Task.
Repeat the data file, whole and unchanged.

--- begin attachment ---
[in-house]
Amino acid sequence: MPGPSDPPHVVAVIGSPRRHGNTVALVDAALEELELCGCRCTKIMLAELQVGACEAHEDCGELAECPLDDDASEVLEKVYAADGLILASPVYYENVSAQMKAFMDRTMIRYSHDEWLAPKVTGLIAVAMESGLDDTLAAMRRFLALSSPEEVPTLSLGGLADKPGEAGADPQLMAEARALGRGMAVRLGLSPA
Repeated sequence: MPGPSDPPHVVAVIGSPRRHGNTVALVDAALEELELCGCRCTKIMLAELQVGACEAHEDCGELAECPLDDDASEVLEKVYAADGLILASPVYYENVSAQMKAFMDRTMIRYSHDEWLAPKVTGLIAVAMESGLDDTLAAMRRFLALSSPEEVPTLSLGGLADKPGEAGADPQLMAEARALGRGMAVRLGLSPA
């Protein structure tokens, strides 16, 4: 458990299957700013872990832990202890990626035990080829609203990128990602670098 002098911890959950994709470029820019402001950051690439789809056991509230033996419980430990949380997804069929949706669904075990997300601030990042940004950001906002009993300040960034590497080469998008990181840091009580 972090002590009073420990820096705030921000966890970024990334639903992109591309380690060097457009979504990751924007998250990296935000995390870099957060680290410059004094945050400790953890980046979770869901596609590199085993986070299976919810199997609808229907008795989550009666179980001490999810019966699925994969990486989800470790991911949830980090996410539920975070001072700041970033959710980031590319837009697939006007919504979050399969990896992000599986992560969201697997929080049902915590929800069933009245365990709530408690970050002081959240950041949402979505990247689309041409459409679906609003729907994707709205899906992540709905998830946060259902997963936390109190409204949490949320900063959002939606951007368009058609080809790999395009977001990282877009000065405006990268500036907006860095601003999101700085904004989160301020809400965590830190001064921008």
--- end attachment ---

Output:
[in-house]
Amino acid sequence: MPGPSDPPHVVAVIGSPRRHGNTVALVDAALEELELCGCRCTKIMLAELQVGACEAHEDCGELAECPLDDDASEVLEKVYAADGLILASPVYYENVSAQMKAFMDRTMIRYSHDEWLAPKVTGLIAVAMESGLDDTLAAMRRFLALSSPEEVPTLSLGGLADKPGEAGADPQLMAEARALGRGMAVRLGLSPA
Repeated sequence: MPGPSDPPHVVAVIGSPRRHGNTVALVDAALEELELCGCRCTKIMLAELQVGACEAHEDCGELAECPLDDDASEVLEKVYAADGLILASPVYYENVSAQMKAFMDRTMIRYSHDEWLAPKVTGLIAVAMESGLDDTLAAMRRFLALSSPEEVPTLSLGGLADKPGEAGADPQLMAEARALGRGMAVRLGLSPA
């Protein structure tokens, strides 16, 4: 458990299957700013872990832990202890990626035990080829609203990128990602670098 002098911890959950994709470029820019402001950051690439789809056991509230033996419980430990949380997804069929949706669904075990997300601030990042940004950001906002009993300040960034590497080469998008990181840091009580 972090002590009073420990820096705030921000966890970024990334639903992109591309380690060097457009979504990751924007998250990296935000995390870099957060680290410059004094945050400790953890980046979770869901596609590199085993986070299976919810199997609808229907008795989550009666179980001490999810019966699925994969990486989800470790991911949830980090996410539920975070001072700041970033959710980031590319837009697939006007919504979050399969990896992000599986992560969201697997929080049902915590929800069933009245365990709530408690970050002081959240950041949402979505990247689309041409459409679906609003729907994707709205899906992540709905998830946060259902997963936390109190409204949490949320900063959002939606951007368009058609080809790999395009977001990282877009000065405006990268500036907006860095601003999101700085904004989160301020809400965590830190001064921008």